One particular small producer stood out for having a product like no other on display. Pinks Farm’s fruit syrups, in flavours such as damson or raspberry, are predominantly available at farmers’ markets and local shops in the Midlands, but as an unusual cooking ingredient or accompaniment to desserts they could find a wider audience.
A new snacking trend?
Hearty’s soy nuts are squarely aimed at the health-conscious snacking market and particularly target allergy sufferers. Their latest products are fruit bars which are packaged as chunks rather than whole bars. The company explained that this puts them into the snacking category rather than the fruit bar category. It remains to be seen whether other companies will break bars into small pieces in order to compete.
As mentioned earlier, there were many new drinks on the market. The one which impressed the most was Drink Me Chai Latte, currently available in spiced or vanilla flavour. As well as bringing an unusual variety of tea to an already overcrowded market, the product’s marketing could well help it. It is sold as giving consumers the chance to have a few minutes of peace away from their busy days, and could catch on with overworked consumers. Will we see a development in food designed to reduce stress?
Many companies from overseas were using the exhibition to try to find a foothold in the UK market. Once again, there were many examples of the same type of product already available, and it was hard to differentiate some of them from what has already become established.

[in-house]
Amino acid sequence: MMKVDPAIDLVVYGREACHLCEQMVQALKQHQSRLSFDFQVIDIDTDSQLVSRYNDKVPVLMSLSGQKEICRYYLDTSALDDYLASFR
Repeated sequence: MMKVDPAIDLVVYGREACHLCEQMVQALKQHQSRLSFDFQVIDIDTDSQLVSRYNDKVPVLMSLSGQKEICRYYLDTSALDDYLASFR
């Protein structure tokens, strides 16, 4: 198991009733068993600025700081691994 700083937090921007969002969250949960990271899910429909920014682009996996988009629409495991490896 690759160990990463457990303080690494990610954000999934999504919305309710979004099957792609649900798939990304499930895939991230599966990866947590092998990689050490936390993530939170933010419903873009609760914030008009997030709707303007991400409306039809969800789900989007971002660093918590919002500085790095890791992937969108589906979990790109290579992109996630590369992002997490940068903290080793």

However, Austria’s long-established Gegenbauer stood out with its range of unusually flavoured vinegars, while its after-dinner vinegar will be long remembered.
Hot cans and wine nuts
American company Ford’s Foods have added to their sauce range with wine nuts. These snack foods are intended not only to complement wine and other alcoholic drinks, but they are also flavoured with alcohol and have won awards in the United States.
For allergy sufferers, DariFree milk may well find wider distribution. Currently only available on mail order in the UK, the Irish distributors of this product are hoping to find companies willing to take it on. A powdered product made up with water, DariFree is made from potato, meaning that it will cause very few problems to allergy sufferers. It tastes reasonable as well.
Finally, a word for our favourite product of them all – not food, not drink but packaging. Hot Cans do exactly what they say on the tin. These self-heating cans allow food to be taken anywhere, and when opened, they will self-heat in about ten minutes. The company explained to just-food.com that the patented technology will work for more than just cans and can operate with any shape of product. The idea of a walker taking a panini and coffee with them for three days and then settling down to enjoy them hot is not now as far-fetched as it sounds.
The Food & Drink Expo was an excellent event, and allowed many manufacturers to show off a range of interesting products. However, it would be good to attend similar events in the future and be excited by new and innovative items on display, rather than be merely impressed by minor variations on existing themes.